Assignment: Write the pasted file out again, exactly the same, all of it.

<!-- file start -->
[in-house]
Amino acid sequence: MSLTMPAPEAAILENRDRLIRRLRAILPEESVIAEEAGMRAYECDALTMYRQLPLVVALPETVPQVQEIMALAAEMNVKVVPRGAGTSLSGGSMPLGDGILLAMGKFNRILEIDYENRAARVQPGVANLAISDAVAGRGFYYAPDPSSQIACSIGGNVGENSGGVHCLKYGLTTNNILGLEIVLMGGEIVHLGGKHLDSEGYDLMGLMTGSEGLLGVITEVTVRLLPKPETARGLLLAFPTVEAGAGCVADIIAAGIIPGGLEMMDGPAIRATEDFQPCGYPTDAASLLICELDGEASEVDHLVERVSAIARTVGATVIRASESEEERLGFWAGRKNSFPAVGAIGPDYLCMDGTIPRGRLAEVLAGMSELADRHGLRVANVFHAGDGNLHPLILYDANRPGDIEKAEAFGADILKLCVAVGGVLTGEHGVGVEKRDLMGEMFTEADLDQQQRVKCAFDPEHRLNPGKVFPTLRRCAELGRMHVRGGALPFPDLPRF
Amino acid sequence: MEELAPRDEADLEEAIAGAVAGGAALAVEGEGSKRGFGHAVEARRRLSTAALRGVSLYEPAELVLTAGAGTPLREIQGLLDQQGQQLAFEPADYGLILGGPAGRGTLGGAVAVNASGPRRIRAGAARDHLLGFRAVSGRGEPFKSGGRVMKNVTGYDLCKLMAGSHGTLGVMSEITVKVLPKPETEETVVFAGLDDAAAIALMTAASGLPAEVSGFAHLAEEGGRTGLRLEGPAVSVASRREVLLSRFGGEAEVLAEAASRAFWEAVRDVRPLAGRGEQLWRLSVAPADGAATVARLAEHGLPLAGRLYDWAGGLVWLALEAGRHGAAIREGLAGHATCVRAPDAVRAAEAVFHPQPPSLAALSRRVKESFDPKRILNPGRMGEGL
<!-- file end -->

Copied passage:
[in-house]
Amino acid sequence: MSLTMPAPEAAILENRDRLIRRLRAILPEESVIAEEAGMRAYECDALTMYRQLPLVVALPETVPQVQEIMALAAEMNVKVVPRGAGTSLSGGSMPLGDGILLAMGKFNRILEIDYENRAARVQPGVANLAISDAVAGRGFYYAPDPSSQIACSIGGNVGENSGGVHCLKYGLTTNNILGLEIVLMGGEIVHLGGKHLDSEGYDLMGLMTGSEGLLGVITEVTVRLLPKPETARGLLLAFPTVEAGAGCVADIIAAGIIPGGLEMMDGPAIRATEDFQPCGYPTDAASLLICELDGEASEVDHLVERVSAIARTVGATVIRASESEEERLGFWAGRKNSFPAVGAIGPDYLCMDGTIPRGRLAEVLAGMSELADRHGLRVANVFHAGDGNLHPLILYDANRPGDIEKAEAFGADILKLCVAVGGVLTGEHGVGVEKRDLMGEMFTEADLDQQQRVKCAFDPEHRLNPGKVFPTLRRCAELGRMHVRGGALPFPDLPRF
Amino acid sequence: MEELAPRDEADLEEAIAGAVAGGAALAVEGEGSKRGFGHAVEARRRLSTAALRGVSLYEPAELVLTAGAGTPLREIQGLLDQQGQQLAFEPADYGLILGGPAGRGTLGGAVAVNASGPRRIRAGAARDHLLGFRAVSGRGEPFKSGGRVMKNVTGYDLCKLMAGSHGTLGVMSEITVKVLPKPETEETVVFAGLDDAAAIALMTAASGLPAEVSGFAHLAEEGGRTGLRLEGPAVSVASRREVLLSRFGGEAEVLAEAASRAFWEAVRDVRPLAGRGEQLWRLSVAPADGAATVARLAEHGLPLAGRLYDWAGGLVWLALEAGRHGAAIREGLAGHATCVRAPDAVRAAEAVFHPQPPSLAALSRRVKESFDPKRILNPGRMGEGL